Few months ago I installed Fedora 19 on my new laptop with Samsung SSD and yesterday I found out TRIM is not enabled by default. I was installing using standard options with LVM/LUKS/ext4 partitions.
There were some problems in Fedora 18 with LUKS not propagating TRIM commands, but this was fixed in Fedora 19. On my system, TRIM commands propagate successfully. One just needs to make few changes in the configuration. First of all, we need to check if TRIM propagates for all partitions to the end device:
[lzap@lzapx ~]$ lsblk -D NAME DISC-ALN DISC-GRAN DISC-MAX DISC-ZERO sda 0 512B 2G 1 ├─sda1 0 512B 2G 1 └─sda2 0 512B 2G 1 ├─fedora_lzapx-root 0 512B 2G 1 ├─fedora_lzapx-swap 0 512B 2G 1 └─fedora_lzapx-home 0 512B 2G 1 └─luks-aaaaaaaa-6657-44f4-8297-bbbbbbbb1111 0 512B 2G 0
The last column shows if TRIM commands do propagate. We can see all is set, except the encrypted home (the last line). To get full TRIM support on LUKS-encrypted devices, we need to allow TRIM commands. Note that this can decrease encryption strengh. This is the Fedora 19 default crypttab file:
$ cat /etc/crypttab luks-aaaaaaaa-6657-44f4-8297-bbbbbbbb1111 UUID=aaaaaaaa-6657-44f4-8297-a571e02e5492 none
discard (used to be
allow-discards in older versions of Fedora - updated) option there:
$ cat /etc/crypttab luks-aaaaaaaa-6657-44f4-8297-bbbbbbbb1111 UUID=aaaaaaaa-6657-44f4-8297-a571e02e5492 none discard
After reboot, LUKS can be checked (for discards flag) with:
[lzap@lzapx ~]$ sudo cryptsetup status luks-aaaaaaaa-6657-44f4-8297-bbbbbbbb1111 /dev/mapper/luks-aaaaaaaa-6657-44f4-8297-bbbbbbbb1111 is active and is in use. type: LUKS1 cipher: aes-xts-plain64 keysize: 512 bits device: /dev/mapper/fedora_lzapx-home offset: 4096 sectors size: 370683904 sectors mode: read/write flags: discards
lsblk command will still show zero for the LUKS partition (this is
normal). You should have the whole chain with
should give you
Before we get to the actual configuration, there are two optional steps you can do.
If you modify your LVM logical volumes often (e.g. shrinking, deleting), you
want to set issue_discards to 1 in
/etc/lvm/lvm.conf. Then you need to do
the next optional step described bellow.
If you have root partition encrypted by LUKS (not my case) or if you have your root partition on LVM and you want LVM trimming when shrinking or deleting (see above optional step), initial RAM disk needs to be regenerated using the following command:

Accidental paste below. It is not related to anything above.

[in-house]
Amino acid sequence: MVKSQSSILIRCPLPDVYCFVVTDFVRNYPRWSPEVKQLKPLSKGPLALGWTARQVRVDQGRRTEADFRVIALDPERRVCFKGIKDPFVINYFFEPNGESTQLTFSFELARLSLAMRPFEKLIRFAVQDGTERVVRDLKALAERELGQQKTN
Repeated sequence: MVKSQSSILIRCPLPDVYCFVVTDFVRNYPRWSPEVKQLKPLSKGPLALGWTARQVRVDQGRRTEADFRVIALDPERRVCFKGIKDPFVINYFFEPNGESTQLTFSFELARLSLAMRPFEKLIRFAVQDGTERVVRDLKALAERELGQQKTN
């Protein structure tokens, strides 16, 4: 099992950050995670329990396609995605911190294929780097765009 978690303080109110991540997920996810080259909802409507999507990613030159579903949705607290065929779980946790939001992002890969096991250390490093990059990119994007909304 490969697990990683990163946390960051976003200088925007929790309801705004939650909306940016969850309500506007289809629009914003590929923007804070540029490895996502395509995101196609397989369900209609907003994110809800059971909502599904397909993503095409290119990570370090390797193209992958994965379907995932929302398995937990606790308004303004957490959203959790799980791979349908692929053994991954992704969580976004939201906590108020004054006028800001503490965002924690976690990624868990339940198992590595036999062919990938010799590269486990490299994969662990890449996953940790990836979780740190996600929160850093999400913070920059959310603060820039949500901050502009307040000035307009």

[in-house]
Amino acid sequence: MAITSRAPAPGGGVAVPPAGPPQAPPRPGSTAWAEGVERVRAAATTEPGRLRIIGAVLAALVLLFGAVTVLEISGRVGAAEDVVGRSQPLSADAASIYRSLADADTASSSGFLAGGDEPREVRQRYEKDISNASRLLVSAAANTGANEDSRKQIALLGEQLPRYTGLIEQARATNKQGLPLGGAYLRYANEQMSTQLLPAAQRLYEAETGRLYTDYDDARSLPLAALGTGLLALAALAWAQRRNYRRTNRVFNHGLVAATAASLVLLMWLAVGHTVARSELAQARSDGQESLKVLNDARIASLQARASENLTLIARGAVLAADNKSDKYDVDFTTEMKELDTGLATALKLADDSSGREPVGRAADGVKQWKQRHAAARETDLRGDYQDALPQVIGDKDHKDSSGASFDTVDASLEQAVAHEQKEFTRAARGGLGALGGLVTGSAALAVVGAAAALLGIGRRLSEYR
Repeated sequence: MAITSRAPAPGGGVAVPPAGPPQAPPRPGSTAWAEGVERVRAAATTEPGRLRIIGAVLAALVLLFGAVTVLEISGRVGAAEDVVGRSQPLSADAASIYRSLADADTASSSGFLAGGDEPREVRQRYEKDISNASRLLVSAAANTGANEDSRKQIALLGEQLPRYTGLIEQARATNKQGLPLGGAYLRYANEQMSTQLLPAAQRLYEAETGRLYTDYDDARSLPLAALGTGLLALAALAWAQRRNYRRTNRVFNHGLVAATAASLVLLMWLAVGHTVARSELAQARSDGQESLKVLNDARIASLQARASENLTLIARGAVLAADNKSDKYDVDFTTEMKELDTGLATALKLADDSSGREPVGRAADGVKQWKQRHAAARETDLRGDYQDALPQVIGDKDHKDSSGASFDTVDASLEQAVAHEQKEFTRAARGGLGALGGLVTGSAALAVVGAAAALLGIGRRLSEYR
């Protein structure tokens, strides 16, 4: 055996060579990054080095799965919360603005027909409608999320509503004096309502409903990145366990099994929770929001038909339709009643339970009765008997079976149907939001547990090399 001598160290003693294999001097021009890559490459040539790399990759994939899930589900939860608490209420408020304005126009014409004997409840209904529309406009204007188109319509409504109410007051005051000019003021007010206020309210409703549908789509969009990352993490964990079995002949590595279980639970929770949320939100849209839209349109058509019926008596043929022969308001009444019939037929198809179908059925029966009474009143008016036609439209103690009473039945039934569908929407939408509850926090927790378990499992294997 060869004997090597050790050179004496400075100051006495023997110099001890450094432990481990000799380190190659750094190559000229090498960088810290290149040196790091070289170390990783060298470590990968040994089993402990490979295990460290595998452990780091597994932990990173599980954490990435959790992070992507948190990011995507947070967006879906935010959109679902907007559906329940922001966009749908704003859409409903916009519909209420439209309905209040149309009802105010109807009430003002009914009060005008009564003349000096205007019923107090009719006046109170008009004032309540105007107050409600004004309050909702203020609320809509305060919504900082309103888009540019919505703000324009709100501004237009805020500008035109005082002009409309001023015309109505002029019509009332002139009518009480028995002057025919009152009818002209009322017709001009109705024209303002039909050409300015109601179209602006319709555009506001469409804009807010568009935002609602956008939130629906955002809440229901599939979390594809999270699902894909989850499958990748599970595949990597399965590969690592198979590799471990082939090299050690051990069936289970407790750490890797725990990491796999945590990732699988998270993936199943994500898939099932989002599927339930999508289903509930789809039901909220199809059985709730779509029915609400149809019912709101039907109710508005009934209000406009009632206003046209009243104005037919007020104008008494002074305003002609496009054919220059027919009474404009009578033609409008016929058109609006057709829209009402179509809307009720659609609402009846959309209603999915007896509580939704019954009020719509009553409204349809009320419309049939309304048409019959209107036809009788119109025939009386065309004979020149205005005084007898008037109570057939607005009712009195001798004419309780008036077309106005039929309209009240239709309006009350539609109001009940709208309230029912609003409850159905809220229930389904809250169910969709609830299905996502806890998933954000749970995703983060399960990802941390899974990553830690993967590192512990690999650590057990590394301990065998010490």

You will need to reboot to make this change effective of course.
Now, to enable TRIM and take advantage of it, there are two options:
It is possible to configure ext4 to send TRIM commands while deleting data.
You can do this by adding
discard option to partitions in
that this slows down deleting a bit. It depends on the SSD drive, but this can
slow down quite significantly on some drives.
Do not put
discard option to swap devices as this is not required (and
perhaps it will not work either). Swap is SSD friendly by default and
propagates TRIM command.
Preferred option for those who do not want to play around with anything and want to discard later (when computer is at idle). To enable this option, do this:
systemctl enable fstrim.timer systemctl start fstrim.timer
This timer was not enabled on my system by default, but I am upgrading my Fedora twice an year and I can’t tell if this is the same for new installations.
This is my preferred option because it can be scheduled daily, weekly or during night if you do not turn off your laptop/server:
cat /etc/cron.weekly/01-fstrim #!/bin/sh fstrim / fstrim /home chmod +x /etc/cron.weekly/01-fstrim
Try to run the script now, it should not print any error message. If you changed LUKS configuration, you might need restart before doing that. If you delete lots of files often, consider scheduling trimming every day or even every hour. The more you trim, the faster the process should be.
That’s all folks. I would like to thank Lukáš Czerner, Kamil Páral and Chris Smart for helping me with this.